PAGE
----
The sheriff said he would like to see this approved and the deputies in place by the start of the 2022-2023 school year. 

Cole said he believes the county commissioners have a responsibility to oversee the protection of the county’s citizens. 

“Each county commission in Mason County has a vested interested in school safety and the hardening of our schools because they all have districts full of constituents whose children attend public school.  This is your time as Mason County commissioners to leave your lasting legacy in Mason County history.

“Mass shootings are taking place across our nation, nearly daily.  Eleven shot in Philadelphia, three dead and in Chattanooga Tenn., another 14 shot and three killed, three killed and two others shot in Saginaw, four shot one killed in Grand Rapids.  The list goes on and on.  

“Shooting at nightclubs, grocery stores and schools flash across the headlines.  The good thing is, we are no more likely to have a school shooter event in our area schools or community. The bad thing is, we are no less likely either. The time is now to take action by us working together to make our schools as safe as possible.”

Commissioner Lew Squires said he was in favor of any type of proposal that would protect the children of the county. 

“I am a huge advocate for law enforcement in this county,” Squires said. “I have been for the safety of our citizens since I’ve been on this board. This issue needs to be resolved as quickly as possible before we have a problem.”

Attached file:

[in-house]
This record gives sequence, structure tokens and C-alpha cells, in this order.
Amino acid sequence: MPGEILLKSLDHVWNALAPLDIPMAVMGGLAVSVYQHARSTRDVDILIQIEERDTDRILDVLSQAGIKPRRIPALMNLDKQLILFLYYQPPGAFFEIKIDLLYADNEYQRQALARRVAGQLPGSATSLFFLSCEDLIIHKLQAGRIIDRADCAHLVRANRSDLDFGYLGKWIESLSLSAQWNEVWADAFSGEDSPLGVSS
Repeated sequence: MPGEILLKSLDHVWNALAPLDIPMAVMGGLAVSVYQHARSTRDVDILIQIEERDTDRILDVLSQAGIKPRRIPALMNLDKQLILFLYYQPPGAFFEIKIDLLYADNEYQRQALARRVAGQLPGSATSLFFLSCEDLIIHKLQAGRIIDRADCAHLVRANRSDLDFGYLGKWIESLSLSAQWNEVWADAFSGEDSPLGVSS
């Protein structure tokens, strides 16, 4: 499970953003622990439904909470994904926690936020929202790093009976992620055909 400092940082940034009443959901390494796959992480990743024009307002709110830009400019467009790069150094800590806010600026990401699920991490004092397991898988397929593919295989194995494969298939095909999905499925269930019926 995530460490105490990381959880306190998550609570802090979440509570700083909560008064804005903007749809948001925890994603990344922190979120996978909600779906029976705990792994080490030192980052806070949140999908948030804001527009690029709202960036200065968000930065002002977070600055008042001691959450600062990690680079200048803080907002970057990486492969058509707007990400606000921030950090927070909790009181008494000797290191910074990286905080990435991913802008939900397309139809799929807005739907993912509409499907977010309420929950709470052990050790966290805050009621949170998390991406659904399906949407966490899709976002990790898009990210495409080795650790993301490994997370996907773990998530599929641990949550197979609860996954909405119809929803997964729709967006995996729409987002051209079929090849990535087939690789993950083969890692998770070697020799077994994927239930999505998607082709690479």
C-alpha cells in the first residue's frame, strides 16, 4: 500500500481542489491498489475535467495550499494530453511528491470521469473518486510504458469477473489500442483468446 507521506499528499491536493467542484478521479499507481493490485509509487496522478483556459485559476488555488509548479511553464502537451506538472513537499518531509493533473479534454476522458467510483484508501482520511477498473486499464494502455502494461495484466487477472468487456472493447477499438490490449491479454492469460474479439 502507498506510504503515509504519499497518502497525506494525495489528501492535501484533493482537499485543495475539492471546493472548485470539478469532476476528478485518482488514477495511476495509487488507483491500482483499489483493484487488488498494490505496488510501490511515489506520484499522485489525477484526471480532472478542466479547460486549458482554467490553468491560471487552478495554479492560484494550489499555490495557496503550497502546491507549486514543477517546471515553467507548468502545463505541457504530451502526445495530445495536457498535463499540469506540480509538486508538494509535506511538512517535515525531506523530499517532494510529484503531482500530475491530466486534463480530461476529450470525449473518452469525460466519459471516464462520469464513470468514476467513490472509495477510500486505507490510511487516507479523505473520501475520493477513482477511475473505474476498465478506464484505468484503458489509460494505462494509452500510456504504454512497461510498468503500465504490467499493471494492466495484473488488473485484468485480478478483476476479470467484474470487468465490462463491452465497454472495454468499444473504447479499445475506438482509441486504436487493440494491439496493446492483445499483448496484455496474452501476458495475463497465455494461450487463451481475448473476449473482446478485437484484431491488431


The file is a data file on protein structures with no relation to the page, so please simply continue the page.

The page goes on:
However, later in the meeting, Squires said he wanted more information about funding and operations, agreeing with commissioner Jody Hartley, Cole’s former undersheriff, who said he wanted to see what funds were available from the state. 

In May, the Michigan House of Representatives included $50 million in next year’s state budget to help schools hire SROs. According to State Rep. Jack O’Malley (R-Lake Ann), of the 101st House District, which currently includes Mason County, the issue is being debated in the House right now. 

“Our request is to not wait any longer,” said Mason County Chief Dep. Oscar Davila. “Our request is to not wait for the government funds that may or may not happen.” Davila asked the commissioners present if they would be able to look in the mirror if an incident happened in a school knowing they could have approved hiring SROs. 

Cole said, after the meeting, that he was thankful the commissioners are considering the request.